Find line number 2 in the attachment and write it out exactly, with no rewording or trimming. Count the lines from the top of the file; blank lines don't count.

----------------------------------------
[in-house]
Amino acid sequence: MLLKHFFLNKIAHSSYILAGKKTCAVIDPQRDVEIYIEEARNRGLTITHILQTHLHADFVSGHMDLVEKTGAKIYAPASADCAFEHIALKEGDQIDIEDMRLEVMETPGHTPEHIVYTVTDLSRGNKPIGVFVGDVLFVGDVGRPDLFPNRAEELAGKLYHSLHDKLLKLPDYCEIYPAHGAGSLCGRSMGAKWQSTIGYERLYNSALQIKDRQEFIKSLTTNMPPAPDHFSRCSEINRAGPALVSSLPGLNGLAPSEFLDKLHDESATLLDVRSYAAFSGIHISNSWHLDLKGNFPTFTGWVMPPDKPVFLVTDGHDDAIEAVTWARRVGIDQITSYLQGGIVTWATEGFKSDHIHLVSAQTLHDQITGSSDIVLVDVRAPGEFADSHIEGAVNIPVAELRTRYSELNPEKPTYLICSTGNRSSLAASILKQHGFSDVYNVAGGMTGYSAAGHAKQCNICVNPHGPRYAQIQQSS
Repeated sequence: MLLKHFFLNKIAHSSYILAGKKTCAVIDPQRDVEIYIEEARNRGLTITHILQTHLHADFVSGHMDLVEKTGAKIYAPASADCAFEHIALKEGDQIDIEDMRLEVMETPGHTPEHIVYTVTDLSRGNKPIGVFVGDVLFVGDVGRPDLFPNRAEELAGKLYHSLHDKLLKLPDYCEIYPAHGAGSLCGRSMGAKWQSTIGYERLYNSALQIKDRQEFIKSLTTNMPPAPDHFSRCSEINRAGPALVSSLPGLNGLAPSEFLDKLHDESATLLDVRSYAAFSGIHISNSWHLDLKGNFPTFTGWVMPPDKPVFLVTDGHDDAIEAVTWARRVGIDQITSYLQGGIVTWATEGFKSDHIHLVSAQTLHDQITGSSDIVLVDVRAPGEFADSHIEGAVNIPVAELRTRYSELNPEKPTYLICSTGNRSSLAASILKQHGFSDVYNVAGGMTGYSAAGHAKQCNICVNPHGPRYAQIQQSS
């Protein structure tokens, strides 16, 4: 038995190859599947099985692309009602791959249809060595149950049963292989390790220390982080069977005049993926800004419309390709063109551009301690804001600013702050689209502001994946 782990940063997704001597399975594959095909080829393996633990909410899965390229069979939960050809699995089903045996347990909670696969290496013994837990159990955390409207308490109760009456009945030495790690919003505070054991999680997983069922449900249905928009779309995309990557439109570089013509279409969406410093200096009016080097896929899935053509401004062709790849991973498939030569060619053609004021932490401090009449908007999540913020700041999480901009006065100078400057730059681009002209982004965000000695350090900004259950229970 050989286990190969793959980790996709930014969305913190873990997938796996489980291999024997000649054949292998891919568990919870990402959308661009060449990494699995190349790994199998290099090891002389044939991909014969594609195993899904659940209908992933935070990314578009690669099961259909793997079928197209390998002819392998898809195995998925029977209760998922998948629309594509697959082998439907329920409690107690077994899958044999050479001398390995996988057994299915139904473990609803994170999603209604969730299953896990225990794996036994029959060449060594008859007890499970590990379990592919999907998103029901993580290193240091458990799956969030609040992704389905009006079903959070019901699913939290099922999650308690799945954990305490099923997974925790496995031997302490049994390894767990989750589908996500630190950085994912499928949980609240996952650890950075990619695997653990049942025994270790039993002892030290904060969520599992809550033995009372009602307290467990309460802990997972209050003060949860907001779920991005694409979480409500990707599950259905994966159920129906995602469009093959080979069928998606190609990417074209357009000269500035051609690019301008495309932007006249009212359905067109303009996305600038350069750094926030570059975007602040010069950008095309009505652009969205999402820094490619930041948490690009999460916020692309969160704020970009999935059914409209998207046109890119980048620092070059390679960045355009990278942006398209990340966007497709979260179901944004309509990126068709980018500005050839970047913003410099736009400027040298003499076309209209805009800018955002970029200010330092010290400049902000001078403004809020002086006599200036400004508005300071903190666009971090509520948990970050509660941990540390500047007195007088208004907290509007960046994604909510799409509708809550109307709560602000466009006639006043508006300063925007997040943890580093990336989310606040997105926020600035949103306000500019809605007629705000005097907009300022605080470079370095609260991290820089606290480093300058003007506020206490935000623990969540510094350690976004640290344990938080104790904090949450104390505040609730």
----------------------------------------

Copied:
Amino acid sequence: MLLKHFFLNKIAHSSYILAGKKTCAVIDPQRDVEIYIEEARNRGLTITHILQTHLHADFVSGHMDLVEKTGAKIYAPASADCAFEHIALKEGDQIDIEDMRLEVMETPGHTPEHIVYTVTDLSRGNKPIGVFVGDVLFVGDVGRPDLFPNRAEELAGKLYHSLHDKLLKLPDYCEIYPAHGAGSLCGRSMGAKWQSTIGYERLYNSALQIKDRQEFIKSLTTNMPPAPDHFSRCSEINRAGPALVSSLPGLNGLAPSEFLDKLHDESATLLDVRSYAAFSGIHISNSWHLDLKGNFPTFTGWVMPPDKPVFLVTDGHDDAIEAVTWARRVGIDQITSYLQGGIVTWATEGFKSDHIHLVSAQTLHDQITGSSDIVLVDVRAPGEFADSHIEGAVNIPVAELRTRYSELNPEKPTYLICSTGNRSSLAASILKQHGFSDVYNVAGGMTGYSAAGHAKQCNICVNPHGPRYAQIQQSS